Yosef’s appointment – especially because that special garment made his appointment unambiguous – was meant to facilitate so much good.

To empower Yosef with strong leadership. To empower the entire family with the benefits that came with Yosef’s exceptional leadership.

But it didn’t end up happening that way. Yosef’s siblings didn’t initially accept his appointment. And Yosef suffered terribly because of that.

There was envy. There was being thrown into him into a pit. And there was being sold into slavery. And there was so much else.

That’s why Yosef returned to the eldest child protocol with own children. That’s why he favored his eldest son, even though that child, Menashe, wasn’t his most exceptional child.

That’s why – as noted before – Yosef objected when Yaakov favored Yosef’s younger son, Efraim. Yosef worried that his favoring of Efraim would create envy – just the way Yaakov’s favoring of Yosef created envy.

Yaakov and Yosef, then, when standing in front of Efraim and Menashe, weren’t just living in the present. They were also living in the past. They were remembering past pain. And they were trying to spare their children and grandchildren that pain.

And that explains the emotional gravitas that underlies the following Midrashim.

One Midrash has Yaakov forcefully keeping his right hand on Efraim’s head and telling Yosef: “I swear that a hundred like you won’t dislodge my hands.”[11] Another Midrash sees Yaakov saying: “My hands grabbed an angel, and you want to push them aside?”[12] While yet another Midrash sees Yaakov saying: “You think I don’t know that your brothers sold you into slavery?… I know, but I will still favor Efraim.”[13]

Are these Midrashim factual renditions of what Yaakov actually said to Yosef? Are they poetic portrayals of the feelings that must have permeated that charged moment in time?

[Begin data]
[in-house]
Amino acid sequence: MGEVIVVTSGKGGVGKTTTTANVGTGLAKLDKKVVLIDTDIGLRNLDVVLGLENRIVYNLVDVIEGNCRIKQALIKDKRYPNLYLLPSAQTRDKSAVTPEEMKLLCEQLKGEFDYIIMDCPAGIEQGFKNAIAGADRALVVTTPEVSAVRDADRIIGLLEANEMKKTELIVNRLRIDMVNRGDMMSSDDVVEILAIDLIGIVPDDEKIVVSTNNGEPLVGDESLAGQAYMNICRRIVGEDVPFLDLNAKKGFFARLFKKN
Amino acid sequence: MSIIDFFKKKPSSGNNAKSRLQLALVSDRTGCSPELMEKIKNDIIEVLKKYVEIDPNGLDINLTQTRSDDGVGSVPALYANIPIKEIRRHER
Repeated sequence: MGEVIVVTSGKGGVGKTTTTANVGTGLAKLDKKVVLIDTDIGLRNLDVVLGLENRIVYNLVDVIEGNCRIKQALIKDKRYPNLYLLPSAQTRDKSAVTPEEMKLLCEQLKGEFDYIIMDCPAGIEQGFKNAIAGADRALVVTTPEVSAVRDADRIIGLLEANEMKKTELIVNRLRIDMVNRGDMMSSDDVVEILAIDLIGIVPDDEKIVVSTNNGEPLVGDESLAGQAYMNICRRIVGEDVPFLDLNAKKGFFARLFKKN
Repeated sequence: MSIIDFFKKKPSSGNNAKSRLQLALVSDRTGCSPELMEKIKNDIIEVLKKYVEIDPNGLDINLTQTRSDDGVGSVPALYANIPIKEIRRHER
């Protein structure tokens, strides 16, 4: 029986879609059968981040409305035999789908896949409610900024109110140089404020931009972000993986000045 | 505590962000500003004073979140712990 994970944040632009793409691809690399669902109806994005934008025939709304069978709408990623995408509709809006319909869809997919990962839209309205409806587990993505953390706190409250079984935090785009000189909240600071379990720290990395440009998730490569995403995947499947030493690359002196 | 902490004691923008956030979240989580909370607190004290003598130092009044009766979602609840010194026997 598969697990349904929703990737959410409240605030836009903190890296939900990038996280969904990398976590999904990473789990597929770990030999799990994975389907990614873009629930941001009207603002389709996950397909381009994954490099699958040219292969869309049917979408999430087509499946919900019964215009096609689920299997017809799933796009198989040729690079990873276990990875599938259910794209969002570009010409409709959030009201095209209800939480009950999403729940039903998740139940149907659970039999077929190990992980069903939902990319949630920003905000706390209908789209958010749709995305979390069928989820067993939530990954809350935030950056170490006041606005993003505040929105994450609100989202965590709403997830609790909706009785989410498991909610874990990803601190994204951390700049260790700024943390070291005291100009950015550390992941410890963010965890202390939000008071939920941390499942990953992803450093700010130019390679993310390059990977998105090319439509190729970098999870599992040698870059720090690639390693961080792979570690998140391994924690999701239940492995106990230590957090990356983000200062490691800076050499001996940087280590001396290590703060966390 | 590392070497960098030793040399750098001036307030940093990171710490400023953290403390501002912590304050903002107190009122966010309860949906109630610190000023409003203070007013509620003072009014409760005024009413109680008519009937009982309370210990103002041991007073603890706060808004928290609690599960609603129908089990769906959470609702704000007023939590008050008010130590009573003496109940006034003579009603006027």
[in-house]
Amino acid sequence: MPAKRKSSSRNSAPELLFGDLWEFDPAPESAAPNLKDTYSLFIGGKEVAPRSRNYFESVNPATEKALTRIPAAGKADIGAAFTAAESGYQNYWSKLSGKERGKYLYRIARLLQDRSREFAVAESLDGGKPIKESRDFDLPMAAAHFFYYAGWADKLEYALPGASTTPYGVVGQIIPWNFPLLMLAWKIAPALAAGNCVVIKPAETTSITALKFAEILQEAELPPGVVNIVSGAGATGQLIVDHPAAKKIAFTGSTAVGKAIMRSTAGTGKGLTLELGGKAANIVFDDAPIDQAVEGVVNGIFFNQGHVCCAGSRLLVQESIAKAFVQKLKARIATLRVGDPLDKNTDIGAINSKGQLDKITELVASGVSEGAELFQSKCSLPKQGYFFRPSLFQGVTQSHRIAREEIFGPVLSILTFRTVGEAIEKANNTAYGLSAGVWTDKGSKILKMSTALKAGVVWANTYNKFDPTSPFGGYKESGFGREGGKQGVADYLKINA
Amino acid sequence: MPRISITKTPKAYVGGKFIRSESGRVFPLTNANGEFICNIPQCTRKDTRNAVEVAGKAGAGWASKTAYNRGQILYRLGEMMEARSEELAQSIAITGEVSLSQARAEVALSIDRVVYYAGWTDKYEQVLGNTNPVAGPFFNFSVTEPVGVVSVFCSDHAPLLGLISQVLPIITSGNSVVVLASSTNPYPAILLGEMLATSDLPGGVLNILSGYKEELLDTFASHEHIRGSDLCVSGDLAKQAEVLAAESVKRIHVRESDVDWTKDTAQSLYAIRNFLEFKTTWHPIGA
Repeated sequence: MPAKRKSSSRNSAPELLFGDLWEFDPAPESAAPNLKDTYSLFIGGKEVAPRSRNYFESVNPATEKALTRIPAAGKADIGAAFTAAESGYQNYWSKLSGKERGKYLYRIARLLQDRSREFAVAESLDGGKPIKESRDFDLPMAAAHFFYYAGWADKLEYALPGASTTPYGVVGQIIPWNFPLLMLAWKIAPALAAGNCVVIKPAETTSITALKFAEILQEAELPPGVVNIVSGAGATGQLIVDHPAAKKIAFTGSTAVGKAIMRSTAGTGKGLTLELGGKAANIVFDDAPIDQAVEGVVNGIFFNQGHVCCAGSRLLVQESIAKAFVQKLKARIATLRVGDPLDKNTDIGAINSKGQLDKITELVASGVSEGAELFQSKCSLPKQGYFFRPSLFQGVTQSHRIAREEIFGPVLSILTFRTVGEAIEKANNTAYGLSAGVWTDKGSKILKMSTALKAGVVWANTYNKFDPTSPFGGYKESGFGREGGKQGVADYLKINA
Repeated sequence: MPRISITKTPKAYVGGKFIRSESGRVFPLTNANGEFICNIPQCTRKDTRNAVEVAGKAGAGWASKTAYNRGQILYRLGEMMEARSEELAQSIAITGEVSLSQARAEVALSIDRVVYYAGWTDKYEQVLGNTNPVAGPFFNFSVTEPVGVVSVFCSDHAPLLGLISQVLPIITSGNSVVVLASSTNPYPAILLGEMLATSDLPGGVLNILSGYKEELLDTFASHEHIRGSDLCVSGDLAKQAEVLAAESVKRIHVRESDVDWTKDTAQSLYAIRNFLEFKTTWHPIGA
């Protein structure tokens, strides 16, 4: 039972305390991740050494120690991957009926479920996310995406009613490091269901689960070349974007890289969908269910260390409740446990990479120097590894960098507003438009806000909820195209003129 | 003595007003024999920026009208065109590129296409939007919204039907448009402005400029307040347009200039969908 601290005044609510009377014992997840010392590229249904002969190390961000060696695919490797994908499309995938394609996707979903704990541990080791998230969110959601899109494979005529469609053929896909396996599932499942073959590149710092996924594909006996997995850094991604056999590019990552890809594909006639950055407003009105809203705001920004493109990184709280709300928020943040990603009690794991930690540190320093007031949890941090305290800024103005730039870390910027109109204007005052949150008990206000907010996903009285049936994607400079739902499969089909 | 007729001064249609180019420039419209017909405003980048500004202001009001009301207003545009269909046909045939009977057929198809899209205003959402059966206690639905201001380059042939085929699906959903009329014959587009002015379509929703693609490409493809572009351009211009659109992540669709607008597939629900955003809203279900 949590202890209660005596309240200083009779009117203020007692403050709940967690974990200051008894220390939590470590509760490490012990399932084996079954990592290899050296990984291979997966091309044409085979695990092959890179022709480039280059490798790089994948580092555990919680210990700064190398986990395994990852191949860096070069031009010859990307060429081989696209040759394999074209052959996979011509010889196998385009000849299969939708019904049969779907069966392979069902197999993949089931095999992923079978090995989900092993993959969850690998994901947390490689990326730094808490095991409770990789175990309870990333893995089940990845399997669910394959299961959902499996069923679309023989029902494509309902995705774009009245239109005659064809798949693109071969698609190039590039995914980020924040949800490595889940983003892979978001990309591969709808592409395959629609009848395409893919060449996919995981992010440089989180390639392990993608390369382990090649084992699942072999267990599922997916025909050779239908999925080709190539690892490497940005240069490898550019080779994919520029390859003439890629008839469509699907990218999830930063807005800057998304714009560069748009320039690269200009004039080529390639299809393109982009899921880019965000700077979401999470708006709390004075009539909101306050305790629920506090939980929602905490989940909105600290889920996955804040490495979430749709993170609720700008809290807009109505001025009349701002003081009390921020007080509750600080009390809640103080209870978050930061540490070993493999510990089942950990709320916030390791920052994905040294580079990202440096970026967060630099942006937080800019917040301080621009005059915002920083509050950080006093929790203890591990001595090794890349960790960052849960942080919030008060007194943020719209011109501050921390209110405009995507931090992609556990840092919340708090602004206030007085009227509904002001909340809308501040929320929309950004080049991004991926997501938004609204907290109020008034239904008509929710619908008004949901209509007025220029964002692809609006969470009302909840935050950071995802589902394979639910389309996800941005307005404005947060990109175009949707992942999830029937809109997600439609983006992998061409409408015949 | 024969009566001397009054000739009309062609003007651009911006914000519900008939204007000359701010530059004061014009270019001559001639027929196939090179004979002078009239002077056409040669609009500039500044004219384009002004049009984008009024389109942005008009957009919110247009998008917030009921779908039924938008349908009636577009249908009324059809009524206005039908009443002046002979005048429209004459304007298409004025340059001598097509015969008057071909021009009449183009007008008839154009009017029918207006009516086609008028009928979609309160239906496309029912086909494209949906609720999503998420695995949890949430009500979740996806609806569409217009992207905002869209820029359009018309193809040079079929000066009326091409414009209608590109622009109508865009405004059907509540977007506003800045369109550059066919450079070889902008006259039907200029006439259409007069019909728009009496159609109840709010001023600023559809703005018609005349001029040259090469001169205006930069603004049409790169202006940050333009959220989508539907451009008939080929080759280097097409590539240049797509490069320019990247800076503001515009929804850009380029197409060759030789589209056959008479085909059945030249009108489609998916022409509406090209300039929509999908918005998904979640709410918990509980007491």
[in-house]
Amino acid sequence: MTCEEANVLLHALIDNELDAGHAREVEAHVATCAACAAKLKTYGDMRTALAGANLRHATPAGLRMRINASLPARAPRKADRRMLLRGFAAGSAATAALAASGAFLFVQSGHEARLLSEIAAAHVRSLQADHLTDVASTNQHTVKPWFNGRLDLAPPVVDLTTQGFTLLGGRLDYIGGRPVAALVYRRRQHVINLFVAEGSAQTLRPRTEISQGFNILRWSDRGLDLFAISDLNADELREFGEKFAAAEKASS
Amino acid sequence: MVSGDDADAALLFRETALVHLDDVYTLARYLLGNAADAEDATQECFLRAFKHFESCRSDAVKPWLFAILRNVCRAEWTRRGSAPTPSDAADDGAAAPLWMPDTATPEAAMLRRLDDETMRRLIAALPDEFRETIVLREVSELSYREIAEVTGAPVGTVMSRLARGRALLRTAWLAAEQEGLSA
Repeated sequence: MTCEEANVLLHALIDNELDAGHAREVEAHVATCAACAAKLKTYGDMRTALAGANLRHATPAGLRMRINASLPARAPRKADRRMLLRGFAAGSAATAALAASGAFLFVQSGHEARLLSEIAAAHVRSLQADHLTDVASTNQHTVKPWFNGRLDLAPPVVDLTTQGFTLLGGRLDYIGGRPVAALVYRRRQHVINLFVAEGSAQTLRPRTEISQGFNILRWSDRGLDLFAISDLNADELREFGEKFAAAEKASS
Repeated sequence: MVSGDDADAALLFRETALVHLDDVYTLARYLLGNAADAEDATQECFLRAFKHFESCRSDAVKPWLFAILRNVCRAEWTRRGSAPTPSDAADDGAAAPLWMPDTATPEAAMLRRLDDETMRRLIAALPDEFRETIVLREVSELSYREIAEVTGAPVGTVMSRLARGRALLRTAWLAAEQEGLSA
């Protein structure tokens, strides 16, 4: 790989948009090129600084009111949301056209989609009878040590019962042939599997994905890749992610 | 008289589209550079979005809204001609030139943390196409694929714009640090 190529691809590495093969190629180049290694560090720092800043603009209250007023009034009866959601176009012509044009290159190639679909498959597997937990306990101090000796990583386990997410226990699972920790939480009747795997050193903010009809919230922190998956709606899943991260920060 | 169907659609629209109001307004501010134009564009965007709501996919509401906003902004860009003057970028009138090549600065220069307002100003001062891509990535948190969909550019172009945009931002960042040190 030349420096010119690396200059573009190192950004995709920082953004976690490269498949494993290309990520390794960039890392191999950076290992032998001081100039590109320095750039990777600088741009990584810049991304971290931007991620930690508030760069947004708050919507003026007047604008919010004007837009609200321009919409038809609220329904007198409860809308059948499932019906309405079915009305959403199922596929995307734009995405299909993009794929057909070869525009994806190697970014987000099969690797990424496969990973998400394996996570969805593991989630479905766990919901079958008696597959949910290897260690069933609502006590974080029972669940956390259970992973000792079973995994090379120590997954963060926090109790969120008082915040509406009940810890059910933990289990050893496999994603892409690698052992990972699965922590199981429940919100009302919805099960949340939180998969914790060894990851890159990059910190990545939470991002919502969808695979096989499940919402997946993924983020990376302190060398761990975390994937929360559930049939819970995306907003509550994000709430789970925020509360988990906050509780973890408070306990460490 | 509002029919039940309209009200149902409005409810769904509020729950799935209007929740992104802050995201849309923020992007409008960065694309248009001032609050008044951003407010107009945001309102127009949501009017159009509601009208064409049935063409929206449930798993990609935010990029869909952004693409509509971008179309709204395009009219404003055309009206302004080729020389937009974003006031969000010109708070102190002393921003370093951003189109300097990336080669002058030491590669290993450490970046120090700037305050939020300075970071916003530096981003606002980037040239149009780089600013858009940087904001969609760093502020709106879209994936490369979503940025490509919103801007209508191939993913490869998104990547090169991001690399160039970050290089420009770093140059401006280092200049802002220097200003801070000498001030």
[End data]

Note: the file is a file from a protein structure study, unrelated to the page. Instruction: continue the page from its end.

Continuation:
Whatever these Midrashim are - fact or metaphor – they elucidate how the past seeps into Yaakov’s and Yosef’s presents.

They explain why Yaakov and Yosef – and everyone else too - viewed similar situations from different vantage points.

Why to some people, a certain situation is a blessing. While to others it’s a curse.

Why to some people, a certain challenge is minor. While to others, it’s insurmountable.

Yes, our different pasts create different vantage points on – even on shared presents.

Let’s remember that.

It’ll help us when we’re next taken aback by someone exclaiming: “A hundred like you won’t dislodge my hands.”[14]

[1] Bereishis 48:17

[2] Bereishis 48:19

[3] Bereishis 25:27

[4] loc. cit.

[5] Rashi, ad. loc.

[6]  Bereishis 27:1-4

[7] As per Bereishis Rabba 67

[8] That theft caused Yitzchok to introspect. About how – well before this incident – Esav had sold the blessings to Yakov, see Radak Bereishis 25:31-34 25:31 and Rashi Bereishis 27:36. And on Esav’s poor character, see Rav Shimshon Raphael Hirsch on Chapter 25. Which is why Yitzchok shifted those blessings to Yaakov.

[9] Bereishis 37:3 as per Bereishis Rabba 84

[10] Sforno, Bereishis 37:3

[11] Seder Eliyahu Rabba

[12] Bereishis Rabba 97

[13] Pesikta Rabbasi 3

[14] Seder Eliyahu Rabba